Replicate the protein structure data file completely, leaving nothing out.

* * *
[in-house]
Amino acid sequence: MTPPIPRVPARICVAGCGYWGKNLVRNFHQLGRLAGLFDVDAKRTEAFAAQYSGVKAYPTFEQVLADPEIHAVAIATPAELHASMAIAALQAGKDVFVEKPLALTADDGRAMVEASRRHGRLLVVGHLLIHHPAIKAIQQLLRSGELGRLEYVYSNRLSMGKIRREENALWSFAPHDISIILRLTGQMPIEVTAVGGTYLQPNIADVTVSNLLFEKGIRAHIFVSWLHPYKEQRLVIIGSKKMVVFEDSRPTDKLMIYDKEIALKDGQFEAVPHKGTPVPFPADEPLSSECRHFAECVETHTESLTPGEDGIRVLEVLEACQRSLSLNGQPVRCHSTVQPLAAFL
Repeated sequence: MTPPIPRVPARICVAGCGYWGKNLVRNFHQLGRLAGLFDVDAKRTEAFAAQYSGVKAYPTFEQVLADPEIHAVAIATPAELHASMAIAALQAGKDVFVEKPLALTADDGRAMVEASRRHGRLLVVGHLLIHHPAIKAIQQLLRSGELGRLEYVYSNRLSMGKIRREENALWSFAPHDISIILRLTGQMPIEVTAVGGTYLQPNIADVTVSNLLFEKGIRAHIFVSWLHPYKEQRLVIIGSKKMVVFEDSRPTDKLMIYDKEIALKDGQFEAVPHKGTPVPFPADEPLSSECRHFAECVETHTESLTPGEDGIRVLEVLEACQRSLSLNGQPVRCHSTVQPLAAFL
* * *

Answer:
[in-house]
Amino acid sequence: MTPPIPRVPARICVAGCGYWGKNLVRNFHQLGRLAGLFDVDAKRTEAFAAQYSGVKAYPTFEQVLADPEIHAVAIATPAELHASMAIAALQAGKDVFVEKPLALTADDGRAMVEASRRHGRLLVVGHLLIHHPAIKAIQQLLRSGELGRLEYVYSNRLSMGKIRREENALWSFAPHDISIILRLTGQMPIEVTAVGGTYLQPNIADVTVSNLLFEKGIRAHIFVSWLHPYKEQRLVIIGSKKMVVFEDSRPTDKLMIYDKEIALKDGQFEAVPHKGTPVPFPADEPLSSECRHFAECVETHTESLTPGEDGIRVLEVLEACQRSLSLNGQPVRCHSTVQPLAAFL
Repeated sequence: MTPPIPRVPARICVAGCGYWGKNLVRNFHQLGRLAGLFDVDAKRTEAFAAQYSGVKAYPTFEQVLADPEIHAVAIATPAELHASMAIAALQAGKDVFVEKPLALTADDGRAMVEASRRHGRLLVVGHLLIHHPAIKAIQQLLRSGELGRLEYVYSNRLSMGKIRREENALWSFAPHDISIILRLTGQMPIEVTAVGGTYLQPNIADVTVSNLLFEKGIRAHIFVSWLHPYKEQRLVIIGSKKMVVFEDSRPTDKLMIYDKEIALKDGQFEAVPHKGTPVPFPADEPLSSECRHFAECVETHTESLTPGEDGIRVLEVLEACQRSLSLNGQPVRCHSTVQPLAAFL